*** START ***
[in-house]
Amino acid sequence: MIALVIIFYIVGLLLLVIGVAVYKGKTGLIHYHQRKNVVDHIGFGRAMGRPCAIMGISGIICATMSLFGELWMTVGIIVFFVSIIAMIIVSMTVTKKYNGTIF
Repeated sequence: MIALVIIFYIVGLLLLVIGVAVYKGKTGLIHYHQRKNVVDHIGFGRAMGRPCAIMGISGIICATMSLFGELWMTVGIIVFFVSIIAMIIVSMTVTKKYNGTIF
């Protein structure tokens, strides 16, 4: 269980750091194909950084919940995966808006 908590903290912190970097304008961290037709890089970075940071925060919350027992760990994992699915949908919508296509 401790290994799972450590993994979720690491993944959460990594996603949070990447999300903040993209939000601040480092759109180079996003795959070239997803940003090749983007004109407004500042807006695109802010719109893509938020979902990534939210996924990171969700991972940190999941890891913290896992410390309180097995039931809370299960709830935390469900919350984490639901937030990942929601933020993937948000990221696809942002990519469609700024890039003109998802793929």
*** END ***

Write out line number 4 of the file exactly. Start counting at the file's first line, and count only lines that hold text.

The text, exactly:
């Protein structure tokens, strides 16, 4: 269980750091194909950084919940995966808006 908590903290912190970097304008961290037709890089970075940071925060919350027992760990994992699915949908919508296509 401790290994799972450590993994979720690491993944959460990594996603949070990447999300903040993209939000601040480092759109180079996003795959070239997803940003090749983007004109407004500042807006695109802010719109893509938020979902990534939210996924990171969700991972940190999941890891913290896992410390309180097995039931809370299960709830935390469900919350984490639901937030990942929601933020993937948000990221696809942002990519469609700024890039003109998802793929």